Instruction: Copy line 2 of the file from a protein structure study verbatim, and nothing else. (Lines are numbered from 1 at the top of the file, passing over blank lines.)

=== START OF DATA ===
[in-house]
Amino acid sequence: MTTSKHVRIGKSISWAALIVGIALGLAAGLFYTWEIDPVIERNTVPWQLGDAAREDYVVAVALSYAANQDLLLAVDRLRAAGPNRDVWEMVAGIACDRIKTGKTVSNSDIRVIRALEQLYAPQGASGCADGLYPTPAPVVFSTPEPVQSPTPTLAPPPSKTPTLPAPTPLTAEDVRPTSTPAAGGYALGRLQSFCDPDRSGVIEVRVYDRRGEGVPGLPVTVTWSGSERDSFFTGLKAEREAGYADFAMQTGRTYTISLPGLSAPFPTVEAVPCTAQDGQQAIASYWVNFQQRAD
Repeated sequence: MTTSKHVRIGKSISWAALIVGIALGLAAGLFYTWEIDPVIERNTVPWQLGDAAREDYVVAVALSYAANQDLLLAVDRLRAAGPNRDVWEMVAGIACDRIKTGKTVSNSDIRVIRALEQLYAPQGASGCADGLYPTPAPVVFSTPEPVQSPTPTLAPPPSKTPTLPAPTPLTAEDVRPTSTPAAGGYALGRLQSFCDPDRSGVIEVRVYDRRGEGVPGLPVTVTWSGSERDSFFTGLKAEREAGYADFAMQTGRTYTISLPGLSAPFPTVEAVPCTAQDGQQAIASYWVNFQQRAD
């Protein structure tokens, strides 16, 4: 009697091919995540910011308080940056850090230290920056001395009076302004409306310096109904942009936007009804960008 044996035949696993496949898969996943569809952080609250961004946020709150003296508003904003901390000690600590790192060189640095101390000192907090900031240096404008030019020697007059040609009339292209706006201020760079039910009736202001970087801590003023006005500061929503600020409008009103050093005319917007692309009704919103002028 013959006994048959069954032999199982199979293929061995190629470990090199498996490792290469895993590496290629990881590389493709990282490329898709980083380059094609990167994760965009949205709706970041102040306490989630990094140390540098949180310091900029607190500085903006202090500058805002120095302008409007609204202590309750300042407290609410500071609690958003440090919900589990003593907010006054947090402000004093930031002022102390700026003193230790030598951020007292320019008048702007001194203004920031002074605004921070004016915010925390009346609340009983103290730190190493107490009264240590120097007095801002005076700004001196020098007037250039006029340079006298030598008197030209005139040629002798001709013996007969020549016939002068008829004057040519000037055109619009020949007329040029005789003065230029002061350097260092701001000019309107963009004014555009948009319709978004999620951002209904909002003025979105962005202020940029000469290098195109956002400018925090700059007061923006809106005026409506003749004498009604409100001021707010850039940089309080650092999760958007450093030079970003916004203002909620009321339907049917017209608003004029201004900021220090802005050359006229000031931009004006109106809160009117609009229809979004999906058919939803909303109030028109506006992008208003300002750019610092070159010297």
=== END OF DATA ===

Amino acid sequence: MTTSKHVRIGKSISWAALIVGIALGLAAGLFYTWEIDPVIERNTVPWQLGDAAREDYVVAVALSYAANQDLLLAVDRLRAAGPNRDVWEMVAGIACDRIKTGKTVSNSDIRVIRALEQLYAPQGASGCADGLYPTPAPVVFSTPEPVQSPTPTLAPPPSKTPTLPAPTPLTAEDVRPTSTPAAGGYALGRLQSFCDPDRSGVIEVRVYDRRGEGVPGLPVTVTWSGSERDSFFTGLKAEREAGYADFAMQTGRTYTISLPGLSAPFPTVEAVPCTAQDGQQAIASYWVNFQQRAD